These virtualization actions of our network also allow us to prepare the 5 G. With artificial intelligence solutions, the 5 G network will have advanced predictive features that will allow it to automatically adapt network capacity, for example, depending on the number of people going to a sporting event or present in the stadium.
Does that mean that Orange is slowly becoming a software company?
Since the software is increasingly present at all levels of the company, I have indeed declared in-house that we will become a software company. This evolution towards more and more software requires a transformation of our corporate culture, which will have to integrate the codes of the software world. Of course, it is a question of finding a link with our basic culture. Orange will ultimately be a hybrid company, a software company, but not only.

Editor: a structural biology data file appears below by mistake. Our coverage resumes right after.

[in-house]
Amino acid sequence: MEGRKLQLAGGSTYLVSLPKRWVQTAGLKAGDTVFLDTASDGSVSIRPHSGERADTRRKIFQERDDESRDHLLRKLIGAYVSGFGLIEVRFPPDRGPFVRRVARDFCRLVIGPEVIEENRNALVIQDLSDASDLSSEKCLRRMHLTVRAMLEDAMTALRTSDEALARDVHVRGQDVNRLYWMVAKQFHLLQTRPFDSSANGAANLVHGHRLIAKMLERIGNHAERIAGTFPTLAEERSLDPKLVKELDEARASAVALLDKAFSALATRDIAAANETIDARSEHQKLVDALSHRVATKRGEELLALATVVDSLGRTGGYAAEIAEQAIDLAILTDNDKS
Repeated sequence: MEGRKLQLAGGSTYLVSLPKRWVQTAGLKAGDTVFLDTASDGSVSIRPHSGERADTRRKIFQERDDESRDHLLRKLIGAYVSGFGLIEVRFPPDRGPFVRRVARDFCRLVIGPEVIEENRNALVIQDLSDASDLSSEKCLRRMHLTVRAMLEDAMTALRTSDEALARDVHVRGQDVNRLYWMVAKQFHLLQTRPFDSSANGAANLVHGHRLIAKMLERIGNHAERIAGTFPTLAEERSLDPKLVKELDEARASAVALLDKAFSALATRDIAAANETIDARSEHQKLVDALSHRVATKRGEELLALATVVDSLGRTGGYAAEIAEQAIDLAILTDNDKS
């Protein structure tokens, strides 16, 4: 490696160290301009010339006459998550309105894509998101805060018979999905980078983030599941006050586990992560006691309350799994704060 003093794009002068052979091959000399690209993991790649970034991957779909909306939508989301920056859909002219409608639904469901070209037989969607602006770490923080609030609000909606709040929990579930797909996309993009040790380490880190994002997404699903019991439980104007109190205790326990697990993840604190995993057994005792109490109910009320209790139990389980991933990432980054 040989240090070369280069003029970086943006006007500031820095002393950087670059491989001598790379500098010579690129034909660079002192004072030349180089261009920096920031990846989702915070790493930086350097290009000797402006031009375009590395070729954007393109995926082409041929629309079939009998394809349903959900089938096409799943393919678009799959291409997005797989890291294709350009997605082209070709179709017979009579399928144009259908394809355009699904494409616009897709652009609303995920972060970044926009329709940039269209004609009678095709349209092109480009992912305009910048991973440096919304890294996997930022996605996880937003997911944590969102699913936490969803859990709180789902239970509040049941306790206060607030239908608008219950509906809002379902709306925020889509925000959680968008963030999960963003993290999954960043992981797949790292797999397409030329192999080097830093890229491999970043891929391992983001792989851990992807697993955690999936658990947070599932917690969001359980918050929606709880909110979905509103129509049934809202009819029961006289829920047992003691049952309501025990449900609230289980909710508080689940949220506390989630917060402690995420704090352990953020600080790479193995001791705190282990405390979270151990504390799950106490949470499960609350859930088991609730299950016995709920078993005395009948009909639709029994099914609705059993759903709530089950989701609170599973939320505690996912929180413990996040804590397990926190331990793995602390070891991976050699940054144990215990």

How do you do that?
We have developed a training plan that will involve 20,000 people in three years. Software is like a new language. To understand each other, our engineers, our marketers, our customer relationship specialists need to share common vocabulary and grammar. It is imperative to work in project mode. For example, the “Minimum Sustainable Product” I mentioned earlier is typically the vocabulary of a software company. In this training plan, there are also more advanced training for those whose trades are transformed by the software. This is the case with designers for example. Their trade will continue – they will continue to define customer interactions on the portal – but it will evolve. They will gradually need to learn to deliver their services in the form of a code to make them available to developers in a library.